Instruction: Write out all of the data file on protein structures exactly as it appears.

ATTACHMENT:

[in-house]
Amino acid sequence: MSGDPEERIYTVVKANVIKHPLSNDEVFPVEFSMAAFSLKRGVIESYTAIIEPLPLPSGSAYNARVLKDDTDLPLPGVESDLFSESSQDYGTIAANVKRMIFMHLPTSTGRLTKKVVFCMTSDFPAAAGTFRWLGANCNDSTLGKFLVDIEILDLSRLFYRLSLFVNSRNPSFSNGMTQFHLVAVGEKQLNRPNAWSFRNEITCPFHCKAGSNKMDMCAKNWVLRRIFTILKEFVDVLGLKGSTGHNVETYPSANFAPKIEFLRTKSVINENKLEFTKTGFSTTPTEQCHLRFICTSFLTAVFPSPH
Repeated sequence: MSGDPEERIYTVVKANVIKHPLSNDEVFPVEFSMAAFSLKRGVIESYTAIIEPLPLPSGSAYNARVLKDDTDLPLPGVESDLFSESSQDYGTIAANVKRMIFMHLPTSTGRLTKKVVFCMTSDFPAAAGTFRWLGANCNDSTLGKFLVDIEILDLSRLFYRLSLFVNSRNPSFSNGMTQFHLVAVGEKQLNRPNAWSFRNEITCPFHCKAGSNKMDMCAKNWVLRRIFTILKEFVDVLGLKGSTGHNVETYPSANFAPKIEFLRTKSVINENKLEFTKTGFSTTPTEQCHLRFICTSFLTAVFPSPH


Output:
[in-house]
Amino acid sequence: MSGDPEERIYTVVKANVIKHPLSNDEVFPVEFSMAAFSLKRGVIESYTAIIEPLPLPSGSAYNARVLKDDTDLPLPGVESDLFSESSQDYGTIAANVKRMIFMHLPTSTGRLTKKVVFCMTSDFPAAAGTFRWLGANCNDSTLGKFLVDIEILDLSRLFYRLSLFVNSRNPSFSNGMTQFHLVAVGEKQLNRPNAWSFRNEITCPFHCKAGSNKMDMCAKNWVLRRIFTILKEFVDVLGLKGSTGHNVETYPSANFAPKIEFLRTKSVINENKLEFTKTGFSTTPTEQCHLRFICTSFLTAVFPSPH
Repeated sequence: MSGDPEERIYTVVKANVIKHPLSNDEVFPVEFSMAAFSLKRGVIESYTAIIEPLPLPSGSAYNARVLKDDTDLPLPGVESDLFSESSQDYGTIAANVKRMIFMHLPTSTGRLTKKVVFCMTSDFPAAAGTFRWLGANCNDSTLGKFLVDIEILDLSRLFYRLSLFVNSRNPSFSNGMTQFHLVAVGEKQLNRPNAWSFRNEITCPFHCKAGSNKMDMCAKNWVLRRIFTILKEFVDVLGLKGSTGHNVETYPSANFAPKIEFLRTKSVINENKLEFTKTGFSTTPTEQCHLRFICTSFLTAVFPSPH